BAT is an acronym often used for the 3 largest Chinese internet companies: Baidu, Alibaba and Tencent. These companies have a combined market cap of approximately AUD 1.5 trillion and constitute over 12% of the MSCI Asia ex-Japan benchmark and 33% of MSCI China. As the table below shows, in FY18 these stocks massively outperformed the Asian benchmark up over 40%. Not unlike the FAANG stocks in the US, given the huge weights of these stocks, it will be difficult for the benchmark as a whole to perform well if these stocks lose their leadership momentum or de-rate. We continue to like the China internet space and are overweight all the BAT stocks.

Chinese Unicorns

Unicorns is a term used for unlisted companies with valuations greater than $1 billion and there are currently over 150 of them in China with total value of over $600 billion. That’s greater than the market caps of CBA, Westpac, ANZ, NAB and BHP combined! The good news is that in FY19 many of these will IPO in Hong Kong or Shanghai. The first unicorn out of the gate is Xiaomi (the Apple of China) which lists on July 9th and is expected to have a value of approximately $55-$70 billion.

For Ellerston Asian Investments, many of the unicorns expected to list in FY19 or FY20 are subsidiaries of companies we already own. Ant Financial (internet finance), Cainiao (logistics) and AliMusic are owned by Alibaba, Lufax (P2P lending) is owned by Ping An, and WeBank (internet finance) and Tencent Music, are owned by Tencent. So we look forward to investing in these companies when they list and are also excited about the extent to which the listings will crystalize the value of these investments for the parent.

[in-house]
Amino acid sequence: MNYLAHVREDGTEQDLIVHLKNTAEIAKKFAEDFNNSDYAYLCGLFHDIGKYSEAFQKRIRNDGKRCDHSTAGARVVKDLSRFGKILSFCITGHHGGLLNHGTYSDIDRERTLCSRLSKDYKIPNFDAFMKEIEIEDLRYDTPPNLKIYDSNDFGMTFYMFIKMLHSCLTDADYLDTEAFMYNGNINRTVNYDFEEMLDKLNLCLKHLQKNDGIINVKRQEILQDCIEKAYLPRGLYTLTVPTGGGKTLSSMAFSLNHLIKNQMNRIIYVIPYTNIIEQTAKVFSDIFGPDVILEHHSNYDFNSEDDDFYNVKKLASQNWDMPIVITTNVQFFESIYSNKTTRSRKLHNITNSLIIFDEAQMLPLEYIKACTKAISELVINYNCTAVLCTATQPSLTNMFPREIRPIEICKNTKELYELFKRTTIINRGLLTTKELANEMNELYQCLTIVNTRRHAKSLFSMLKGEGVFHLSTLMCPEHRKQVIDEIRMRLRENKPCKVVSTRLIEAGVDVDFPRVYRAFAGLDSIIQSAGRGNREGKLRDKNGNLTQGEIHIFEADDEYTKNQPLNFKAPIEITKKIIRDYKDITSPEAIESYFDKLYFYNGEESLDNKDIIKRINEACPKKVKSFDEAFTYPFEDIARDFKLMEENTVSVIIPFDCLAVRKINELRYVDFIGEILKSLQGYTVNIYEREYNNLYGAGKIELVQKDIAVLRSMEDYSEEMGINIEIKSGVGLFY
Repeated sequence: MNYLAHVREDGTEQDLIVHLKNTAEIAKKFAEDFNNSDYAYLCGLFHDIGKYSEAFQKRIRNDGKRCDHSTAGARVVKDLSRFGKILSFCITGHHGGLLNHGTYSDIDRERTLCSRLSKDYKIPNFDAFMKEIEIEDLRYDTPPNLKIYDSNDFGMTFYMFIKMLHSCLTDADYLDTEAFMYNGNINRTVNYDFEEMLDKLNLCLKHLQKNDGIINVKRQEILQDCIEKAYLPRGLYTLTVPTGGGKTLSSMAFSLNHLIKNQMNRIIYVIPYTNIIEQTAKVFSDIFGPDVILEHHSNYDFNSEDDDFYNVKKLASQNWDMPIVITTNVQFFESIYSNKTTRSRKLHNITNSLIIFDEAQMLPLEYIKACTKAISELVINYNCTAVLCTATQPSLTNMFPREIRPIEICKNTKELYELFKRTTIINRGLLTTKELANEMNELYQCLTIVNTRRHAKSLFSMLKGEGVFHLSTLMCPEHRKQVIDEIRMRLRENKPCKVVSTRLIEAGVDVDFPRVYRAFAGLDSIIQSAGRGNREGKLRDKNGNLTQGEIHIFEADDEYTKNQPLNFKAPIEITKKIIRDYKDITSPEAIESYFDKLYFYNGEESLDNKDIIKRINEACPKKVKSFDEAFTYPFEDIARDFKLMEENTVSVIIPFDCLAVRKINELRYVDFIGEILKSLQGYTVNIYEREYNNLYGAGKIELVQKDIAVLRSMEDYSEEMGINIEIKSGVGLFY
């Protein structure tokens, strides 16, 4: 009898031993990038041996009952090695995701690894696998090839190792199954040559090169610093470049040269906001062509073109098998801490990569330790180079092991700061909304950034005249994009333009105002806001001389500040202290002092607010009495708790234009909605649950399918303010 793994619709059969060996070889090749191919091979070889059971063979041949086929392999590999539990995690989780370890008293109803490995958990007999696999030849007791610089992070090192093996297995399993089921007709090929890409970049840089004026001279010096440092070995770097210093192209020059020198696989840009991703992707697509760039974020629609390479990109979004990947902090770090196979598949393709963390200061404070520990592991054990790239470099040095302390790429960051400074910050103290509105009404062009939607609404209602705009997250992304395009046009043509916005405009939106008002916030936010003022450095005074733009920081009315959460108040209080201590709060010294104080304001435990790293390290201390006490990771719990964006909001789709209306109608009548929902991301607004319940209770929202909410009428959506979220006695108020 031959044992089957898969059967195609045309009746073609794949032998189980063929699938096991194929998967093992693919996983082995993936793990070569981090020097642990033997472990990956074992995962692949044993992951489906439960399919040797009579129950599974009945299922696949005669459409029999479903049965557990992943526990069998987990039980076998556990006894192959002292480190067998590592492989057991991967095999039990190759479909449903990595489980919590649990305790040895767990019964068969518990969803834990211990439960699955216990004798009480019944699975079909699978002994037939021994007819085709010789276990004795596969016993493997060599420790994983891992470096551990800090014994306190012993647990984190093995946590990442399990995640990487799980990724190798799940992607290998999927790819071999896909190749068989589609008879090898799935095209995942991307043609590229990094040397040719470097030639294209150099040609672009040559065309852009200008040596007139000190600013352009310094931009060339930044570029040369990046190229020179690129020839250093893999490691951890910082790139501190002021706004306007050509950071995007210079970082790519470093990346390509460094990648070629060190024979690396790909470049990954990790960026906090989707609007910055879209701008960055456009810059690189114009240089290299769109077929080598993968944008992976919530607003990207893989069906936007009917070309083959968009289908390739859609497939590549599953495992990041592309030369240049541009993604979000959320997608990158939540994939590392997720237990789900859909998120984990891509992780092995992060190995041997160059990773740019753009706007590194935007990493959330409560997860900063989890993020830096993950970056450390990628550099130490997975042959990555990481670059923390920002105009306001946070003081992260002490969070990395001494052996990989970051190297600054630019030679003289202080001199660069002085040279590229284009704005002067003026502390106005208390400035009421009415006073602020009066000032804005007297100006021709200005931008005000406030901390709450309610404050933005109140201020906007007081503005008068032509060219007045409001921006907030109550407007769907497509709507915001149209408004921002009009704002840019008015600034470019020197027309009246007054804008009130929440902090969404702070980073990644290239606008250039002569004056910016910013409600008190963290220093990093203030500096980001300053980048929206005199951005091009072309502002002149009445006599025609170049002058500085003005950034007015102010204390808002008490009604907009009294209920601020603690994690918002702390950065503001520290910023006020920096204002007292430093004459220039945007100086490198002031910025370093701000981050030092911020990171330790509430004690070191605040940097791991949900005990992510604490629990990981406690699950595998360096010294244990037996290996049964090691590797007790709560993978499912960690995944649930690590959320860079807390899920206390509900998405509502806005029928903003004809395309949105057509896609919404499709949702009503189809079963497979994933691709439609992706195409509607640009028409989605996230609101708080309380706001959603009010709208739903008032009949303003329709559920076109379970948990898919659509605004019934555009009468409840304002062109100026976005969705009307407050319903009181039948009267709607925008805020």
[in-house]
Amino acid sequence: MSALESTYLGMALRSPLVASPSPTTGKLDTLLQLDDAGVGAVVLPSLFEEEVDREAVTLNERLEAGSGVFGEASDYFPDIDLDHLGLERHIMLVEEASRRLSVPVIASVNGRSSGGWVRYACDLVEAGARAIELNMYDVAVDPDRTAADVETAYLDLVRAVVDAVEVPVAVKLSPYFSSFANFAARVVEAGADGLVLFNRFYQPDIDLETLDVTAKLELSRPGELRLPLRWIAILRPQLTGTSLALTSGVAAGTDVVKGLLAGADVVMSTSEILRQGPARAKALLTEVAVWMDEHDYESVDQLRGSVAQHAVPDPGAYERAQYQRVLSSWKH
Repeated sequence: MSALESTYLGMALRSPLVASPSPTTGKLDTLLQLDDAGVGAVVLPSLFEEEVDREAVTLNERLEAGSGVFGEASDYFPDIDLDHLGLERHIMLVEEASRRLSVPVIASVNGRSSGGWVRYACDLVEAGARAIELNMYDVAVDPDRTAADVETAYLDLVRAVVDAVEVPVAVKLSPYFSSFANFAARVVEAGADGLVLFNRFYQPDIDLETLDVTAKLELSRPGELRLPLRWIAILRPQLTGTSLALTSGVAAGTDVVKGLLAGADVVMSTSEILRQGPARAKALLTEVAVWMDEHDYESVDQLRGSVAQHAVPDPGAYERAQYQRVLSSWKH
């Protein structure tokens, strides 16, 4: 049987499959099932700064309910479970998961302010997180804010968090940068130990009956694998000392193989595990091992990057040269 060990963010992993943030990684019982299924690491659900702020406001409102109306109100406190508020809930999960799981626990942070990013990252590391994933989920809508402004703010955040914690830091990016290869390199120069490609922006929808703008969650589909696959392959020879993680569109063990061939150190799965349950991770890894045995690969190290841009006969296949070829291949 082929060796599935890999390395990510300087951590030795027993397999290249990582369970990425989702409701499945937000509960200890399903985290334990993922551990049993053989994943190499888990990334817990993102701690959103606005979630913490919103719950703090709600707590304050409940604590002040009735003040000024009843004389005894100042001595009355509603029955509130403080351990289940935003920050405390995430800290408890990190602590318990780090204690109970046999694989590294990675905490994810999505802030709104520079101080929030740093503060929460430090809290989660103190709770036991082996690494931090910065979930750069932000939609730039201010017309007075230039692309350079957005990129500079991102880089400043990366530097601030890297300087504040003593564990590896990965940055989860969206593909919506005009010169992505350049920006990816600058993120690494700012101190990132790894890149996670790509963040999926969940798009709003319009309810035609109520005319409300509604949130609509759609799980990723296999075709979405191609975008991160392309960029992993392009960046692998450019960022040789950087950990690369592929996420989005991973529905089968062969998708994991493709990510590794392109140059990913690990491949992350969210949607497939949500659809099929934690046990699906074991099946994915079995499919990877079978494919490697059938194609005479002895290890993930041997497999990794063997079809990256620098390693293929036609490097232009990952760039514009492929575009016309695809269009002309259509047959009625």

Conclusion

The fundamentals for Asian markets remain strong going into FY19. There is headline risk around the trade war and investors in emerging markets continue to be wary of a liquidity related sell off similar to the Taper Tantrum in 2013. Ellerston Asian Investments remain positioned in liquid, large cap companies in domestic demand sectors like financials, internet and consumer. We have no exposure to ASEAN outside the Singapore banks but continue to be overweight India. We think this is the most prudent positioning to capture the risk/reward dynamics going into FY19.

Further Insights

Ellerston Asian Investments (ASX:EAI) is a concentrated large cap portfolio based on high conviction best ideas which is benchmark independent. Providing investors access to high growth opportunities throughout Asia via a highly experienced and specialised team. Find out more.

AUTHOR
Mary Manning

Mary is a member of the investment team and is a Portfolio Manager for Ellerston’s listed investment company, Ellerston Asian Investments Ltd. Mary has over 17 years investment management expertise and joined Ellerston in 2012. Mary first worked in Asia in 1997 and has been investing in the region since 2001. Prior to joining Ellerston Capital, Mary worked at Oaktree Capital in New York and Singapore. In Singapore, she was the sole person responsible for financial sector investments for the firm’s Global Emerging Markets Hedge Fund.

Mary also worked as an investment analyst at Soros Fund Management in New York, the investment vehicle of George Soros. She focussed on investments in the financial sector in the US, Asia, including Japan and Europe.

Mary has a PhD in Economics from the University of Sydney, an MBA from Harvard Business School and a Bachelor of Commerce degree from the University Of Calgary, Canada.